Like some strange lovechild born from the charming slapdash style of Monty Python and the technical precision of a stop motion film, “Doom McCoy and the Death Nugget” is a head-scratching experience, but it’s worth every minute.
The performance premiered Feb. 19 at the University Theatre and features puppets designed and handcrafted by students. Actors, dressed head to toe in black with matching cowboy hats, take the audience through the show as omnipresent guides.
The story, billed as a puppet western, follows a ranch hand named Doom McCoy living in Texas as he discovers the peculiar ability to bend space and time while riding his horse through the brush land.
Riding back home after running errands in the town market, Doom finds himself set back in time, repeating the events of his day.
In seeking answers for his cosmic ailment, Doom encounters odd characters like a gambling nemesis, a satanic madam and a Creole snake-oil salesman.
Writer and director Justin Locklear, who is also a Dallas-based actor and graduate of Baylor’s theater program, said the show was inspired by Westerns, puppets and the post-modern audience’s experience.
“I really enjoy puppet shows,” Locklear said. “I think they’re sort of imagination litmus tests where you either buy into it or you disengage, and there’s rarely a lot of in-between. What puppets do is what humans can’t do — to be complete scapegoats. A puppet can be anything you say it is which humans can’t do.”
A puppet can be anything you say it is which humans can’t do.
Locklear’s approach in figuring out what worked for the show was to test responses among the cast and crew.
The result is a show that includes an array of media including live and prerecorded video and dynamic props like some kind of electric saddle, horse masks and miniature sets.
“It’s a way that we give the audience relief,” Locklear said. “We want to give you weird, tangential sort of things including video and sound and incongruous elements because then we can be more active. It allows the audience to be more active.”
The show also features several types of puppets including wood and paper dolls standing about four feet tall and smaller versions of some of the characters.
The actors themselves helped make many of the props including the puppets they handle during the performance.
Student actress Marissa Lopez, an arts and performance freshman, said she was excited when the project started but was under the impression the puppets would already be made.
“It was a little scary because I’m not the most crafty person, but it was really fun,” she said. “I thought that helped to understand the puppet’s motions better.”
When the show begins, the viewer must choose between focusing on the puppets and the actors handling them — translating their movements, voices and emotions.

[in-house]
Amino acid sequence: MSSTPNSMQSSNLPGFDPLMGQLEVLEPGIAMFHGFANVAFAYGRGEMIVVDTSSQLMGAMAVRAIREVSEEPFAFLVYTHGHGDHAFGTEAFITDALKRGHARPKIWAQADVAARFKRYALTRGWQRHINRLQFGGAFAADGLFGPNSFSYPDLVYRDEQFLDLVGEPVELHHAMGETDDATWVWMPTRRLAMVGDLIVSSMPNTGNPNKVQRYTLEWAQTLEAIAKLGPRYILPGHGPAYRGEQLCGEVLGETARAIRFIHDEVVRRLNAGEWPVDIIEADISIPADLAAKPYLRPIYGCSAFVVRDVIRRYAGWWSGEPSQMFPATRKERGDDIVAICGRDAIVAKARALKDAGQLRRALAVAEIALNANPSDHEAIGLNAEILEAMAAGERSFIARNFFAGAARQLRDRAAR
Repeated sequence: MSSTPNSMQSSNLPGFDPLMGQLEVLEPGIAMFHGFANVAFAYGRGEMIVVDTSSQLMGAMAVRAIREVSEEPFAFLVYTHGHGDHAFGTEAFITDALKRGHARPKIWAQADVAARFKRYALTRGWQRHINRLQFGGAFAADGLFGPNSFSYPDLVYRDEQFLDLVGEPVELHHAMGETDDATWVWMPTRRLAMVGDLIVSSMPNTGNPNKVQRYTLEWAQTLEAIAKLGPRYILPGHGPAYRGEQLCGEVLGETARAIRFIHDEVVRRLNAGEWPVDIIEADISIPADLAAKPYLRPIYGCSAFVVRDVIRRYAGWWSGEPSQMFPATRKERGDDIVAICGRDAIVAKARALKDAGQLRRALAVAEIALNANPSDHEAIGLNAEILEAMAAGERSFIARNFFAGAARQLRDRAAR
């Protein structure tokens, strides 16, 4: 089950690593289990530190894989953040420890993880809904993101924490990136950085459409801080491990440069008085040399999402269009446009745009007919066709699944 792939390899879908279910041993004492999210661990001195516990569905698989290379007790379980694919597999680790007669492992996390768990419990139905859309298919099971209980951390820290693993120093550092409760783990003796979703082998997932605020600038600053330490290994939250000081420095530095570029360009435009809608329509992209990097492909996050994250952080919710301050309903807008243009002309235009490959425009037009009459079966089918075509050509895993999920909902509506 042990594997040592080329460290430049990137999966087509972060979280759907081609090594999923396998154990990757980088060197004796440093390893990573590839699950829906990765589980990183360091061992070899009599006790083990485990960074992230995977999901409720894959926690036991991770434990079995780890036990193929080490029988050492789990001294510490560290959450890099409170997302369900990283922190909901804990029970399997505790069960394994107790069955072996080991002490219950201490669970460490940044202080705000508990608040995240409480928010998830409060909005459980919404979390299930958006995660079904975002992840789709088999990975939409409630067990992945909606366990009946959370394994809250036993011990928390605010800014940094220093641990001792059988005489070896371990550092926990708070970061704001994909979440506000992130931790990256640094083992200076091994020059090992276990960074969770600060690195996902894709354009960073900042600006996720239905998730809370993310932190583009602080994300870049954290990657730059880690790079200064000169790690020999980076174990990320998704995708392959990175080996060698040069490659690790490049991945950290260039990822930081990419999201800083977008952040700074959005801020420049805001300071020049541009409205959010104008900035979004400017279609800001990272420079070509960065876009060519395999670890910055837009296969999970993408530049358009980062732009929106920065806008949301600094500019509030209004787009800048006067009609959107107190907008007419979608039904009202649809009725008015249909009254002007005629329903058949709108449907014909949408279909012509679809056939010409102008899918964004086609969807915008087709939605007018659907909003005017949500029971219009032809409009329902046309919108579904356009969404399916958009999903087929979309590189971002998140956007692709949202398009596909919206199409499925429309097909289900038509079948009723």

Stephanie Oustalet, a freshman minoring in arts and performance, said acting through the puppet was the hardest aspect of the show.
“I, as a person, can act, but now, you’re taking this inanimate object and making it act,” she said. “You don’t use expressions; you use its body. In a sense, some people find it absolutely creepy that you’re taking an inanimate object and making it life-like. I mean, they make horror movies about it all the time.”
As the show carries on, the audience notices the actors spend much of their time moving about onstage, pushing set pieces and holding puppets and props.
Connor Spencer, a literary studies senior, said keeping his focus on the puppet throughout the extensive blocking and constant movement was the most challenging part of his performance.
“I’m always exhausted at the end of the show,” Spencer said. “It’s only a one-hour show, but between the fact that you’re physically doing so much with the puppets and the scene work and the fact that you have to have this incredible amount of focus between characters, it’s tiring.”
Still, the cast — most of who have never acted with puppets — agrees the experience has been a positive one.
“I came in not knowing what to expect and everything about it has really exceeded my expectations,” said psychology senior Austin Schmidt. “Justin has really led it in a really fascinating direction.”
The show presents the audience with a significant challenge in trying to overlook the restrictions of the medium, as is often the case with any kind of nonhuman-centered theater experience.
In the beginning, the show teeters on becoming an uncomfortable experience as actors bustle to keep the set active and believable and puppets fight to keep the audience in a state of suspended disbelief.
Locklear said his approach to figure out what worked was to test responses among the cast and crew to find out what worked and what didn’t.
“You get to pry and pick and play the numbers game to see how the audience will respond,” he said.
It soon becomes clear however that the cast is reveling in their self-awareness through script and expression. Ultimately, it makes the whole ordeal delightfully absurd.
“Doom McCoy and the Death Nugget” will continue its run at the University Theatre Jan. 26-28 at 8:00 p.m., and tickets for students are free with a Comet Card.